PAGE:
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'No Deals' In Flight 103 Trial

Relatives of Pan Am 103 victims have been assured by Scottish prosecutors there will be "no deals" in the upcoming trial against the two men charged with carrying out the 1988 bombing of a jumbo jet over Lockerbie, Scotland.

"I've assured the family members that there have been no deals," said Lord Hardie, Scotland's senior law officer. "There have been no deals and there will be no deals to hold back any available evidence in this case."

Nearly 200 relatives attended the private meeting Monday in Washington to receive updates on preparations for the trial next February against alleged Libyan agents accused of planting a suitcase bomb on the Pan Am jetliner. The attack killed 270 people, including 189 Americans.

To persuade Libya to turn over the suspects - Abdel Basset Ali al-Megrahi and Lamen Khalifa Fhimah - the British and U.S. governments agreed to hold the trial at Camp Zeist, Netherlands, 30 miles southeast of Amsterdam. Under a treaty, the camp will be considered Scottish territory for the duration of the trial, which will be conducted under Scottish law.

Susan Cohen of Cape May Court House, N.J., opposes the deal, contending it rewarded Libyan leader Moammar Gadhafi for turning over the suspects. Like other victims' relatives, Cohen believes Gadhafi ordered the bombing.

"Those two men going on trial could never have acted independently," said Cohen, who lost her 20-year-old daughter, Theodora, in the explosion. "I'm afraid that Gadhafi will come out of this without a scratch."

Her husband, Daniel Cohen, agrees.

Abdel Basset Ali al-Megrahi and Lamen Khalifa Fhimah, accused Libyan terrorists, have been connected to the Pan Am flight 103 bombing.
"I'm hoping to hear... that this is just really the beginning, that these two guys clearly did not do it alone. They are members of the Libyan security service. The Libyan security service was headed by a man... who is Colonel Gadhafi's brother-in-law. We want these guys to talk... and try to get the people really behind it, and by that I mean Moammar Gadhafi," Mr. Cohen said.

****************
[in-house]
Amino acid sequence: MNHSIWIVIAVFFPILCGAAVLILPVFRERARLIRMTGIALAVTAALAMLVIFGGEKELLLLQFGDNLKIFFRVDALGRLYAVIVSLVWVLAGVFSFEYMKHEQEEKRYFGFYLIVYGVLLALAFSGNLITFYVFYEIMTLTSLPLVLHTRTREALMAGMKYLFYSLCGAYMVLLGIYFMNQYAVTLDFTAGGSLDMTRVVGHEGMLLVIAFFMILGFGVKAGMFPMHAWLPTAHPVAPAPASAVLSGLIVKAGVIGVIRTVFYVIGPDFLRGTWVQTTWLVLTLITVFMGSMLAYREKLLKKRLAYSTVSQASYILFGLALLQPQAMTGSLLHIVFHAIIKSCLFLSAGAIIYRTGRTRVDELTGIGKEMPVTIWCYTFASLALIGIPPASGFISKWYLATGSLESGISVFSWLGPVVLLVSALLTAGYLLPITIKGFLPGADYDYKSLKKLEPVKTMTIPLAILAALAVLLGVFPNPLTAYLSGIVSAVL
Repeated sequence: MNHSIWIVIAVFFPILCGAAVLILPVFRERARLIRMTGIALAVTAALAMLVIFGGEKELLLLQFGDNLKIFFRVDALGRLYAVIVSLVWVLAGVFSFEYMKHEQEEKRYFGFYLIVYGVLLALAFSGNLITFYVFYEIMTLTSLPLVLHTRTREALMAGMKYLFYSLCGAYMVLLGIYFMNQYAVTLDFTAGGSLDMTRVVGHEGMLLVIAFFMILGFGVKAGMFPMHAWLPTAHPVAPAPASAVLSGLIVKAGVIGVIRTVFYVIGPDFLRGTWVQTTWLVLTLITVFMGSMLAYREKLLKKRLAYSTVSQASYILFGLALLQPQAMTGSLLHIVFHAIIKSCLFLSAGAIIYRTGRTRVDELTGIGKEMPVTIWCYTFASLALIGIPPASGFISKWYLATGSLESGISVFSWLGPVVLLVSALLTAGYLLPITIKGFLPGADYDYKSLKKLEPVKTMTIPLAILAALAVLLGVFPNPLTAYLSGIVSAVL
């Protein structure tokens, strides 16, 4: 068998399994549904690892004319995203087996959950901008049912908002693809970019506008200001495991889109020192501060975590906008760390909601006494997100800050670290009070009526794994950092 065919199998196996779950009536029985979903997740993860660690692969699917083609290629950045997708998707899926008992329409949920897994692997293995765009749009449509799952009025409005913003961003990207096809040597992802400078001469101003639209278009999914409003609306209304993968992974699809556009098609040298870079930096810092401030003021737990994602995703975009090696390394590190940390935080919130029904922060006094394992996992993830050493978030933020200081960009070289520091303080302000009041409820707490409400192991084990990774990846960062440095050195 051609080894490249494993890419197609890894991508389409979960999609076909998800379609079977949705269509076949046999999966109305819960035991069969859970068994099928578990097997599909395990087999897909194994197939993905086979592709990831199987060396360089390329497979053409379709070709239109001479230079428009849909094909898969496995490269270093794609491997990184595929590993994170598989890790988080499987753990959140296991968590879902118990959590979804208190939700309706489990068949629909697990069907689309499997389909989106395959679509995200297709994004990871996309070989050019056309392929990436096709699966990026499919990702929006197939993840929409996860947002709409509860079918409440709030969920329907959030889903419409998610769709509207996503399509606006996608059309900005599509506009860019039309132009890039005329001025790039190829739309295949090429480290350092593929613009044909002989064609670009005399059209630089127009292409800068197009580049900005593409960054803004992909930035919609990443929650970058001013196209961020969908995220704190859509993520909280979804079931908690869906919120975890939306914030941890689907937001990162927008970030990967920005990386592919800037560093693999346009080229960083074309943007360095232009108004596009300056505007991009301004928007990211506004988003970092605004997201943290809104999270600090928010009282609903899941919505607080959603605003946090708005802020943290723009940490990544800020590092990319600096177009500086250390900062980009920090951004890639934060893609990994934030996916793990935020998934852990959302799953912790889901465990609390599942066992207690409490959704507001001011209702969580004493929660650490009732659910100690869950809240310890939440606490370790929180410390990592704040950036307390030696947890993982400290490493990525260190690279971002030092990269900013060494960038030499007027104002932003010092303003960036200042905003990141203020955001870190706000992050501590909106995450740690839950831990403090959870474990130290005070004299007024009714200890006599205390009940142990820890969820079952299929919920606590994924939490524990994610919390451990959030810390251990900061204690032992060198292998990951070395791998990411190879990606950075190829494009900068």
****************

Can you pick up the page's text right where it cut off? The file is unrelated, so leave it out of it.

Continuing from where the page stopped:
"So what we're being told is, yeah, the big shark is getting away, but here are a couple of minnows for you," he said.

But he also admits his hopes are different from his expectations.

"My expectation is that they will probably give us a crash course on Scottish law from the time of Robert the Bruce to the present day, and we'll get some interesting, you know, some interesting nuts and bolts about the trial itself, but I'm not confident that we're going to get the kind of information and the kind of hope that I'm looking for," Cohen said.

But James Foley, a State Department spokesmn, said officials worked diligently to put pressure on Gadhafi "to allow a fair trial outside Libya."

U.N. Security Council air-and-arms embargoes against Libya were suspended April 5 when the two suspects were handed over for trial in the Netherlands. The council imposed the measures in 1992 to compel Gadhafi to turn the men over.

The United States has said it won't allow sanctions to be lifted entirely until Libya has cooperated with the court proceedings, paid compensation to the families if the men are convicted and demonstrated its renunciation of terrorism.

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